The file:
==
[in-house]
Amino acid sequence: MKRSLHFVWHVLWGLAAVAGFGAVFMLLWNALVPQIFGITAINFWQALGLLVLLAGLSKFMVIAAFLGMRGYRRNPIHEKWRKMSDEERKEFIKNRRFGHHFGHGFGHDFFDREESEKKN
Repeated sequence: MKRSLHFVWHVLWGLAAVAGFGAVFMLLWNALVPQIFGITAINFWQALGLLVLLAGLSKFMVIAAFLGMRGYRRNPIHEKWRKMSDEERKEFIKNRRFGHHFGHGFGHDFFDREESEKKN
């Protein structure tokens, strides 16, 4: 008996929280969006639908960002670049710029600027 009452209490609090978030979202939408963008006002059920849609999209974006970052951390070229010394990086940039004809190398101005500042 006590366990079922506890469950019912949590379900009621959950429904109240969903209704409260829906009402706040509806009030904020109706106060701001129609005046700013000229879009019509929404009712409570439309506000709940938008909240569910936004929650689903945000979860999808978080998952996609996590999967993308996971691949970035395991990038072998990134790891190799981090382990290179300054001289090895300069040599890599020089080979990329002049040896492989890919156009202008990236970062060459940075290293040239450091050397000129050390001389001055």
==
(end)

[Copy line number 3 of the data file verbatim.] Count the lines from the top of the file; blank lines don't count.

Repeated sequence: MKRSLHFVWHVLWGLAAVAGFGAVFMLLWNALVPQIFGITAINFWQALGLLVLLAGLSKFMVIAAFLGMRGYRRNPIHEKWRKMSDEERKEFIKNRRFGHHFGHGFGHDFFDREESEKKN